War of the Rebellion: Serial 044 Page 0192 N. C., VA., W. VA., MD., PA., ETC. Chapter XXXIX.

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On the 14th, General Schenck received further information of the enemy at Winchester from General Tyler, stationed at Martinsburg, and with whom General Milroy had communicated by a scouts, who left Winchester late on the night of the 13th . This information confirmed the previous intelligence that Ewell's corps, consisting 15, 000 to 18, 000 men, was in Milroy's front ; that he had thus far sustained himself, and was confident that he could hold the place . After this no communication whatever was had with General Milroy until after his retreat . It was on the 14th, also, about noon, and after the above-mentioned dispatch had been received from General Milroy, that General Schenck received a telegram from the General-in-Chief., in final answer to his own of the 12th . This telegram, which is dated from the War Department at 10. 30 a. m., is as follows: It is reported that Longstreet's and Ewell's corps have passed through Culpeper to Speryville, toward the Valley . This, General Schenck testifies, was the first and only intimation received by him from General Halleck that any of Lee's force had gone in the direction of the Valley . It would thus appear that it was not until after Lee's army had engaged General Milroy at Winchester, and the latter had fully informed his commanding officer of the fact, that information was received at the War Department, not of Lee's presence at Winchester, but of, his reported advance from Culpeper . 2. The attack . The reconnoitering and scouting parties, sent out by General Milroy since June 1, had observed no unusual movement of the enemy until on the occasion of the reconnaissance of Friday, the 12th, which has been before adverted to . On the next day, the enemy was observed advancing in force, and at the same time Berryville, where the Third Brigade, under Colonel McReynolds, was stationed, was also attacked . Colonel McReynolds, according to previous instructions, withdrew, skirmishing, and, by making a considerable detour, effected a very successful march to Winchester, where we arrived at evening with very slight loss . Before withdrawing, he sent off his wagon train with his stores, which eventually reached Harper's Ferry in safety . The entire force of General Milroy at Winchester now numbered about 9, 000 men, of which about 7, 000 were effective troops . The force of the enemy is variously estimated . In his telegram from Harper's Ferry on the 15th, after the retreat, General Milroy states it as 15, 000 to 20, 000 men ; but in his testimony he says that he has since learned from prisoners, deserters, and citizens of Winchester, that the force in his front included both Ewell's and all or the greater part of Longstreet's corps, numbering in all 40, 000 to 50, 000 men, with eighty pieces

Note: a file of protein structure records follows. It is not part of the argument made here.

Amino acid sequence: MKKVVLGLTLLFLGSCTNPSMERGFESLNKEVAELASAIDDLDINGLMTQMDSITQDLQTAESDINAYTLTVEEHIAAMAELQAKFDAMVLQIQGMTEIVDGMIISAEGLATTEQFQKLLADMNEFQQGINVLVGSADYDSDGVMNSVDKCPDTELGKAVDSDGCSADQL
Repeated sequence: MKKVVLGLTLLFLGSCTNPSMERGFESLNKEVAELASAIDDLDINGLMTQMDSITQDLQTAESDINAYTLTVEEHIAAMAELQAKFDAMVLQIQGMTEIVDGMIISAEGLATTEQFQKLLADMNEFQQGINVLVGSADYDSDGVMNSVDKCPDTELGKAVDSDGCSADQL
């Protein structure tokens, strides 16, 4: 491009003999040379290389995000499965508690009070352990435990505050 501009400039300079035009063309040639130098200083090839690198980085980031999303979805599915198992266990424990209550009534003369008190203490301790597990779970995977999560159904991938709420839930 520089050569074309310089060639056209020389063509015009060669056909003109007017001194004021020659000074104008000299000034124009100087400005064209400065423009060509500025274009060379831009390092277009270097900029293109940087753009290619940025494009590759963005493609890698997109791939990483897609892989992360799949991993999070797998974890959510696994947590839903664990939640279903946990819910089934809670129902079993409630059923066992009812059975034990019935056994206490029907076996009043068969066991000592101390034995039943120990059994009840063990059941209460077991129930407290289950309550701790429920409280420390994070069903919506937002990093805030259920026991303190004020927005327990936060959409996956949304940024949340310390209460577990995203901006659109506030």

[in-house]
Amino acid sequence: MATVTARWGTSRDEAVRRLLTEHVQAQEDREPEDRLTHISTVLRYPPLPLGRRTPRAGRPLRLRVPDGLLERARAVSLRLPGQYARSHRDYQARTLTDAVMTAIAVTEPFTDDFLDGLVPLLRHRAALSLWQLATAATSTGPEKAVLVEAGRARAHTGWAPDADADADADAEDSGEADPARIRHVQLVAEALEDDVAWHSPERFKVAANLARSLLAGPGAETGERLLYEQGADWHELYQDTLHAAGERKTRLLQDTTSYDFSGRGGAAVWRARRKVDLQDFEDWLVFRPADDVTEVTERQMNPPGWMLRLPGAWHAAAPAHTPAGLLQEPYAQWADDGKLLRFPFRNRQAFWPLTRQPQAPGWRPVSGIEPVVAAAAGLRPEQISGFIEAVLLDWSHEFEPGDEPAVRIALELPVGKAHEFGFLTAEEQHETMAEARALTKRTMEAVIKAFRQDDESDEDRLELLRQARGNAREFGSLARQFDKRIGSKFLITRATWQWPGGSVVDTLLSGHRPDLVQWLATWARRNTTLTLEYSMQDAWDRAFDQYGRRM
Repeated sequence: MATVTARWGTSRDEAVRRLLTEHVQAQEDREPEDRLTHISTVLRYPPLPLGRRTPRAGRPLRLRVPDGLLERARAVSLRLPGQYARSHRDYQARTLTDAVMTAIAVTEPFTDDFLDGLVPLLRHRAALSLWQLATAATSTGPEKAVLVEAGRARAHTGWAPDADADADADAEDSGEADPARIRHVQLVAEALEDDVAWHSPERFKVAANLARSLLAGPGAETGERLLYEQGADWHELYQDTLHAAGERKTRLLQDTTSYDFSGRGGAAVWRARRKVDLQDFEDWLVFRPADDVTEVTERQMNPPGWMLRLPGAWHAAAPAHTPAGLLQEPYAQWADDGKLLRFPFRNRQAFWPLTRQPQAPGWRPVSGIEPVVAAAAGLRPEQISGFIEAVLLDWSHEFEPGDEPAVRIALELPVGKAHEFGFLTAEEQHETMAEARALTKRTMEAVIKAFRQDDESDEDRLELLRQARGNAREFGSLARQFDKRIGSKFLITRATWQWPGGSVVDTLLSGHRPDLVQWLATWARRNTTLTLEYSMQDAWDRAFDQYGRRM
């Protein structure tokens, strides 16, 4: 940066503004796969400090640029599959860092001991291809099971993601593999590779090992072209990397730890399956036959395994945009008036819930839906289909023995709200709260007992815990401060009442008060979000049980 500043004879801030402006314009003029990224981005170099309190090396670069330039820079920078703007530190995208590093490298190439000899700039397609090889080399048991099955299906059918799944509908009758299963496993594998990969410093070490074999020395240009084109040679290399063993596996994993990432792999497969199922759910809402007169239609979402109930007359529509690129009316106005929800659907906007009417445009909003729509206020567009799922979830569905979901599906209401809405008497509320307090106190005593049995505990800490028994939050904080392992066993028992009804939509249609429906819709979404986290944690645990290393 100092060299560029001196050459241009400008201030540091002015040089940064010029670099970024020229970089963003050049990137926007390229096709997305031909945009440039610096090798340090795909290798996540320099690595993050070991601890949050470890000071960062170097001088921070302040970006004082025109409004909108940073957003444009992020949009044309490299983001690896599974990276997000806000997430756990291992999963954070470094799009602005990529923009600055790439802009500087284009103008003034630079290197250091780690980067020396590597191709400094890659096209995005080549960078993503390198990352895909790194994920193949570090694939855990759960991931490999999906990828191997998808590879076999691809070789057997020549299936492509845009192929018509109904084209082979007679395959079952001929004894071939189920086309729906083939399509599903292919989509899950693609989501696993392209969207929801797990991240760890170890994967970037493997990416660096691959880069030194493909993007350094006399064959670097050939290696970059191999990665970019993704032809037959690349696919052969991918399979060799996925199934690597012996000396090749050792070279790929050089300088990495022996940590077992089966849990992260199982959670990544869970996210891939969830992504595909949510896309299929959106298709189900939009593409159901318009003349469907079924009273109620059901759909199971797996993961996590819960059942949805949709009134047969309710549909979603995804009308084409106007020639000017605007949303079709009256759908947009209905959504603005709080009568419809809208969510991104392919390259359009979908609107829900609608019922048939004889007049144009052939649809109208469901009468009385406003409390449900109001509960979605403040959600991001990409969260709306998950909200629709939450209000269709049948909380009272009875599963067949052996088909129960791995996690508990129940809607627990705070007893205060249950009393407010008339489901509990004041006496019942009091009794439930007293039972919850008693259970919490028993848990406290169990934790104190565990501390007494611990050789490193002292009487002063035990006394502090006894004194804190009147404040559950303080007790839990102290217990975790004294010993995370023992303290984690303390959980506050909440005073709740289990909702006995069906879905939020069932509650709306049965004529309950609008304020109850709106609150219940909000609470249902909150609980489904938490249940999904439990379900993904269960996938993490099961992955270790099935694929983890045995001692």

of artillery ranged upon his works . Major Cravens, of the staff, estimated the enemy at the same number, but Captain Baird, another staff officer, places it at 20, 000, and Brigadier-General Elliott at 20. 000 to 30. 000 . June 13 was passed in active skirmishing . In the evening, as before, mentioned, the precise character of the attacking force was first disclosed . Under the cover of night, General Milroy withdrew all his forces within the fortifications north of the town, with the exception of those stationed in the outworks or rifle-pits at the front . On Sunday, it became more apparent that the enemy had sur-